In my last paper I started by shedding light on my activities as a military staff officer at the time of the July 22nd military takeover. I briefly discussed my general duties in that office and the specific task during that period of coordinating the organised war games by the Gambia National Army (GNA) and a mechanized-American-marine-combat platoon.
But for the need to scrutinise certain vague issues about our experience at Mile Two Prisons presented by Captain Ebrima Cambi to the TRRC without the germane questions asked by the counsel to validate their authenticity and that of previous witnesses’ I thought it imperative to share my version of what I believe actually transpired for fairer judgment without prejudice. In fact, I still have to exhaust that narrative before starting on the subject of the July 22nd 1994 coup d’etat.
Apparently the captain and I did interact in the first days of the coup before my arrest and detention; but somehow he seemed to have forgotten everything about that. There is no need to revisit the implications.
Notwithstanding, one important revelation worth appreciating in Cambi’s statement was his invalidation of the argument by Mamat Cham that he coined the AFPRC name when he said that it was indeed Edward Singhateh. I thought the Counsel should have asked Mr Cambi what he felt about Captain Mamat Cham’s claim to own that initiative.
That said, the captain literally cried when narrating his experience in Liberia and the way they were abused as Gambian soldiers sent to fight and die on a government sanctioned mission but denied their national and human rights to be repatriated for burial when killed in action.
After almost being killed in the battlefield with sustained injuries requiring special attention he had to take extreme measures to force his way back home for his treatment. Now fancy how the ordinary helpless soldiers had felt throughout after their two comrades – Cpl. Lamin Bojang and Private Sama Jawo – became the first victims killed and abandoned in Liberia and recognising the gloomy fact that a similar fate awaited all of them if killed there? There was in fact another senior officer who was accused of resorting to fake an illness in the heat of the battle and defiantly demanded to be evacuated to The Gambia for treatment. He was as a result dismissed from the army. I couldn’t blame him at all. The government built an army that it had no respect for whatsoever.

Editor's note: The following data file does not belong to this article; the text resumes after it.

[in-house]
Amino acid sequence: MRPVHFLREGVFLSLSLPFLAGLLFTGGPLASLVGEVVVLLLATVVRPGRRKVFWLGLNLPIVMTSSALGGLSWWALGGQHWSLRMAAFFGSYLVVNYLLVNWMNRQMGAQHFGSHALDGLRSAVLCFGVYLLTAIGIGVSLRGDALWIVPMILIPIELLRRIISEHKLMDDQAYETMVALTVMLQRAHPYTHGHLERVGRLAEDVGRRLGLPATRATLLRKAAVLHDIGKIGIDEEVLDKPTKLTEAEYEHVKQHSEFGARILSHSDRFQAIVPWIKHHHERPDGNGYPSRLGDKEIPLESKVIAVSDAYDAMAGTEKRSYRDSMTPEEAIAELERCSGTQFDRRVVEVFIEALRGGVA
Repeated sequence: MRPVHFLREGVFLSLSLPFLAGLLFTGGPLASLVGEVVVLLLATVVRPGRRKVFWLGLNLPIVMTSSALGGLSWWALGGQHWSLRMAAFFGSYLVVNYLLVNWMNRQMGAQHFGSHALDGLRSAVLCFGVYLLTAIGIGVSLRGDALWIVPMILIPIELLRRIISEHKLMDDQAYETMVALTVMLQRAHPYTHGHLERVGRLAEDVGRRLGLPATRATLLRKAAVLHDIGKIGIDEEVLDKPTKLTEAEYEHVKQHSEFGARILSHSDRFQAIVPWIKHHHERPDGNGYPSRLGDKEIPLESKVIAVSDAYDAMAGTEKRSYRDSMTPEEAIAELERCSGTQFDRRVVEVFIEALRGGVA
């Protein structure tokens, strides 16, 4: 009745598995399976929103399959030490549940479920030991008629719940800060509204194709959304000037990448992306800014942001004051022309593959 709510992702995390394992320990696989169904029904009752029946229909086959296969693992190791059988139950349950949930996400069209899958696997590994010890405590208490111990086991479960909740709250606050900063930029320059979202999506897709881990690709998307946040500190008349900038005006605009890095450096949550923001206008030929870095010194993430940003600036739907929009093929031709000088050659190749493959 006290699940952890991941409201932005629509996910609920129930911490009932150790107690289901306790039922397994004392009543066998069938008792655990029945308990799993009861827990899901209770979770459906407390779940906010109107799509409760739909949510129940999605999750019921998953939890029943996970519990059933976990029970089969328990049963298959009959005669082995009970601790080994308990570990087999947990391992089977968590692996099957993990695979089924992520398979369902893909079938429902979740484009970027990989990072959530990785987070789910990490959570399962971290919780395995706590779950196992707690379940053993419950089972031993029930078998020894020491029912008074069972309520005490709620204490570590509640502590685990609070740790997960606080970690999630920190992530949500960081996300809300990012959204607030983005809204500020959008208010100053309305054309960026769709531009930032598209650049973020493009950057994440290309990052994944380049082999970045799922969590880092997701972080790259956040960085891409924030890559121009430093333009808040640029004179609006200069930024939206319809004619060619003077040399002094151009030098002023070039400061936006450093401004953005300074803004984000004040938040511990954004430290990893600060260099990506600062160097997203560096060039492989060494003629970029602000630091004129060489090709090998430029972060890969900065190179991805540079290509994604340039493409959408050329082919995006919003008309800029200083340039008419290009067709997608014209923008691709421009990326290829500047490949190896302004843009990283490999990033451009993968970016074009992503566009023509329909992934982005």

I think Hon. Omar Amadou Jallow’s (OJ) characterization of African soldiers at the TRRC as mere undereducated outcasts, envious to the successful citizenry explained a lot about why the PPP government never treated us like humans endowed with rights and dignity. For not being heard as a minister at that time condemning the decision not to allow burying our dead soldiers in The Gambia meant he, of course, condoned it wholeheartedly.
O.J. talking as if his mind was disconnected from his voice castigated the African soldiers and the African Intellectuals for contributing to the destruction of the continent and turned around right there to venerate the Senegalese Armed Forces as if that country is not part of the African continent.
What he means by the African intellectuals is opened to anyone’s interpretation but by arguing that a Senegalese military or gendarmerie captain cannot achieve certain ranks without earning a college degree followed or backed by robust intellectual training denotes he meant “college-educated people”.
So if O.J’s voice was connected to his brain I think he would have heard himself saying that he hated the African soldiers for their intellectual deficiency and unprofessionalism but loved the Senegalese soldiers for their intellectual efficiency and professionalism. Yet in his view of an ideal Africa with perhaps the exception of Senegal, there shouldn’t be any soldiers or intellectuals.
He mesmerised members of the commission when decrying the departure of the Senegalese Confederation Forces from The Gambia and the invitation of Nigerian soldiers to assume command and control of the GNA.
The ex-minister is fond of asking why Gambians especially those in positions of authority didn’t do anything about certain events or incidents deemed wrong and unacceptable. Suggesting necessary resignation if everything failed.
I know for sure that he never took any significant action to reverse the sinful decision of the “perfect” PPP government to deny Gambian soldiers killed in Liberia their right to be buried home. He said or did nothing about the departure of the Senegalese forces that he said should have never happened. I can bet that he never protested to President Jawara about having Nigerian soldiers to head the GNA, Nigerian soldiers who were “coup mongers, uneducated, envious” like the average African soldier. He probably would say he did take some action but not significant enough. Then what happened to resigning as a last resort if nothing worked as he would recommend?
By the way, blaming the army’s ineptitude on poor educational background measured by our lack of college degrees or not being intellectual enough (although he can’t stand intellectuals), one wonders how well educated the PPP executive was or how many of them had college degrees to qualify them as our best governors? For one to introduce one’s profession or career as politician tells little about one’s educational background in The Gambia. The PPP government at some point didn’t only offer ministerial position to undereducated underachievers but had a few who had never even been to school.